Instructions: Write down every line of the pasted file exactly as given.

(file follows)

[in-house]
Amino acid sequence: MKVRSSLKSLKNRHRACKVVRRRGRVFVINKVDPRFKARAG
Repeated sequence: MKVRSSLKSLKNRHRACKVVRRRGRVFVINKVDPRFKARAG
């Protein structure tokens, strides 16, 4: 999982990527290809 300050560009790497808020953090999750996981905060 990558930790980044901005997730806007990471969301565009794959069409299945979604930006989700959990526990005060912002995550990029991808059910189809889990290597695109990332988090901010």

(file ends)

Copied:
[in-house]
Amino acid sequence: MKVRSSLKSLKNRHRACKVVRRRGRVFVINKVDPRFKARAG
Repeated sequence: MKVRSSLKSLKNRHRACKVVRRRGRVFVINKVDPRFKARAG
């Protein structure tokens, strides 16, 4: 999982990527290809 300050560009790497808020953090999750996981905060 990558930790980044901005997730806007990471969301565009794959069409299945979604930006989700959990526990005060912002995550990029991808059910189809889990290597695109990332988090901010």